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poetry History Repeats Itself

A poet sensitive to injustice, W.D. Ehrhart projects a “broken-hearted world without end.”

History Repeats Itself

By W. D. Ehrhart


But sooth is seyd, go sithen many yeres,

That “feeld hath eyen and the wode hath eres.”

                    Geoffrey Chaucer, “The Knight’s Tale”

An old saying goes that fields have eyes

and forests ears; no secrets could be kept

for long in olden times: not murders,

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robberies, infidelities, what have you.

All came to light eventually, justice

finally for the guilty, balance restored.

Would that it were so in Chaucer’s day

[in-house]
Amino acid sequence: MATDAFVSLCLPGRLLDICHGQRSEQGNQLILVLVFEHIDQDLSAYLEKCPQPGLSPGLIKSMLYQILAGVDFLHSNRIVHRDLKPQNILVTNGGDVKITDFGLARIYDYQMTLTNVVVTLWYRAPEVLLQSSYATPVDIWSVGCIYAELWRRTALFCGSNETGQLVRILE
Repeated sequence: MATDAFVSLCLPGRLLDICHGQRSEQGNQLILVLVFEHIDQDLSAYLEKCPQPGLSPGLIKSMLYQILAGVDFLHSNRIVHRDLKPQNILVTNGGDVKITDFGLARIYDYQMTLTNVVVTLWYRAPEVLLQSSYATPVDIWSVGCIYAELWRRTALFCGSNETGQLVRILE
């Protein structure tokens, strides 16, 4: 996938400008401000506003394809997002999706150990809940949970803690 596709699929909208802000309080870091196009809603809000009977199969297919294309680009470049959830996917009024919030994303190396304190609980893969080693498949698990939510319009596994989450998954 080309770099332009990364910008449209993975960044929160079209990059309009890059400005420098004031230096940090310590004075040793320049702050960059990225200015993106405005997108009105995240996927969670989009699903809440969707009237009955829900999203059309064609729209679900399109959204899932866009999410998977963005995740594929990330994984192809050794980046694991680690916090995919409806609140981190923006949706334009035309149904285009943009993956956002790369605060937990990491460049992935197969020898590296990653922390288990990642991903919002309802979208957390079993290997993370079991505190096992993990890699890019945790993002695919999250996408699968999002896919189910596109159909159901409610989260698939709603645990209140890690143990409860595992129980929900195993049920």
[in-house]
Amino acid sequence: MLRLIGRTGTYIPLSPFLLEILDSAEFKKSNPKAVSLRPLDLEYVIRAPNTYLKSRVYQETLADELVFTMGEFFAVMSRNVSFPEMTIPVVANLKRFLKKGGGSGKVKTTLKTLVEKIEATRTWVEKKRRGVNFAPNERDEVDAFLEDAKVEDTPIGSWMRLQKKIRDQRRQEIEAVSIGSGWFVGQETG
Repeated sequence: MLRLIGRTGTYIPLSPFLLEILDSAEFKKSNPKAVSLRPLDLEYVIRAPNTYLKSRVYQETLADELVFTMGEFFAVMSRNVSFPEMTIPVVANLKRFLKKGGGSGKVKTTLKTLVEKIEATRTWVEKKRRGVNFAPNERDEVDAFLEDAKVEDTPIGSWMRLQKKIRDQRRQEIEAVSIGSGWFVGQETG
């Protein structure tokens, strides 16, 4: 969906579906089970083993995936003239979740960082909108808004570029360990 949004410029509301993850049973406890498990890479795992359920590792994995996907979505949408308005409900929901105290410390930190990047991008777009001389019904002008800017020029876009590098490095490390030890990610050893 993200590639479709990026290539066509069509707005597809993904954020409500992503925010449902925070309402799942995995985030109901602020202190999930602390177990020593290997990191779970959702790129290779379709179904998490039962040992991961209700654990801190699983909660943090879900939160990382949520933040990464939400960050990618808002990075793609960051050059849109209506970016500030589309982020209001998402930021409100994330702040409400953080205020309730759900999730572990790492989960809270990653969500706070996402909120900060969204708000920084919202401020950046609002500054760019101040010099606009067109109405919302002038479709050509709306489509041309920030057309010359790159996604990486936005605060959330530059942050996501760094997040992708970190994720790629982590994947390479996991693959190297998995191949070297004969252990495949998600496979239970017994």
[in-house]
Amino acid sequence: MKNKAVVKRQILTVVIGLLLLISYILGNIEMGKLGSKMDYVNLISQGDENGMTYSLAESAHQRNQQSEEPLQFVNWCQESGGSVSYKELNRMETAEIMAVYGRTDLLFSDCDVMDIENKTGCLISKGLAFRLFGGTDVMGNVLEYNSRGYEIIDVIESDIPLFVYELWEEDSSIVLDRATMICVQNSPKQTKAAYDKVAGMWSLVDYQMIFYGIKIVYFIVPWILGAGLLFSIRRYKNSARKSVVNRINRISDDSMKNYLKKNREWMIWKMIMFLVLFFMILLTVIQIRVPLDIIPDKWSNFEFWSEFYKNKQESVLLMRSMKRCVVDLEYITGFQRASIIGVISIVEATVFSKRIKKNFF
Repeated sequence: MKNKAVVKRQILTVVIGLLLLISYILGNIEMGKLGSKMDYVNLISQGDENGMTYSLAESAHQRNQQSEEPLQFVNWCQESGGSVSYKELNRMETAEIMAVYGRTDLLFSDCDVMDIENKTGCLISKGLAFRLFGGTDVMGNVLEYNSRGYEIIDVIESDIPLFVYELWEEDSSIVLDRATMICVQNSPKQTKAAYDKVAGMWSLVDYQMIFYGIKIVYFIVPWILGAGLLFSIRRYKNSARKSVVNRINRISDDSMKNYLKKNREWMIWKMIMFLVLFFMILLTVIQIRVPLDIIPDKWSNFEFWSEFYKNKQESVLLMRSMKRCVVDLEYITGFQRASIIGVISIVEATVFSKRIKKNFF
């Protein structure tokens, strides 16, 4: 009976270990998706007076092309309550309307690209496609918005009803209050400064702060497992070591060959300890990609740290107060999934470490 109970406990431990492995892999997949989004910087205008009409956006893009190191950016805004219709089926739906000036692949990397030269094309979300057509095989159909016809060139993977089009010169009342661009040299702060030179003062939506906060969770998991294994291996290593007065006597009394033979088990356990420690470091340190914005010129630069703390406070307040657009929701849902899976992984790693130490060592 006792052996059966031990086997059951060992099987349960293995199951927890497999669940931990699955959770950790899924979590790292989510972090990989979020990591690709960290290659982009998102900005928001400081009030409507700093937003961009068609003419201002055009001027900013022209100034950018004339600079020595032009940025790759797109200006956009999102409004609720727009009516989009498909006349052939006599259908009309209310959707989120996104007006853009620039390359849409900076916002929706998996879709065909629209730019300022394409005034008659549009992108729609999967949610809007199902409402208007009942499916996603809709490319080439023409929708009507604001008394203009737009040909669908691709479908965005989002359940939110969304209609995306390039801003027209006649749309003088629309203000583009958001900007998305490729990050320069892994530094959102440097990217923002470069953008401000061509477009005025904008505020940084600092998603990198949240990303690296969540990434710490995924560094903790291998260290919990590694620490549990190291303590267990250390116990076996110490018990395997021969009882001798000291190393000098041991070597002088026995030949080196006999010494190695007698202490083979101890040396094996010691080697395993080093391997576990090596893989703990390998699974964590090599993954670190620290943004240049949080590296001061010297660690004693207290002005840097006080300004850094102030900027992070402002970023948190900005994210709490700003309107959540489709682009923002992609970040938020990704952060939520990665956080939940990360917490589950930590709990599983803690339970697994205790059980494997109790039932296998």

or in our own.  Where should I begin?

Injustice is a fact of life.  Ask

George Floyd, Emmett Till, Joe Hill,

Little Turtle, or Rebecca Nurse.

The list is endless, and keeps growing.

What to do?  Give up?  Play dead?  I wish

I had a good answer.  Whenever

students used to say, “That’s not fair,” I’d

ask them just what planet they imagined

they were living on.  But that’s not fair.

I owe them something more than cynicism.

Still, they’ll find out soon enough that privilege

will, like dukes and earls, rape peasant girls

and get away with it, the poor man hanged

for stealing bread to feed his starving kids.

Ever was it so, and ever shall be.  Broken-

hearted world without end.  Amen.

W. D. Ehrhart is a retired high school Master Teacher of English & History.  His most recent book is What We Can and Can't Afford: Essays on Vietnam, Patriotism, and American Life (McFarland & Co., Inc. 2023).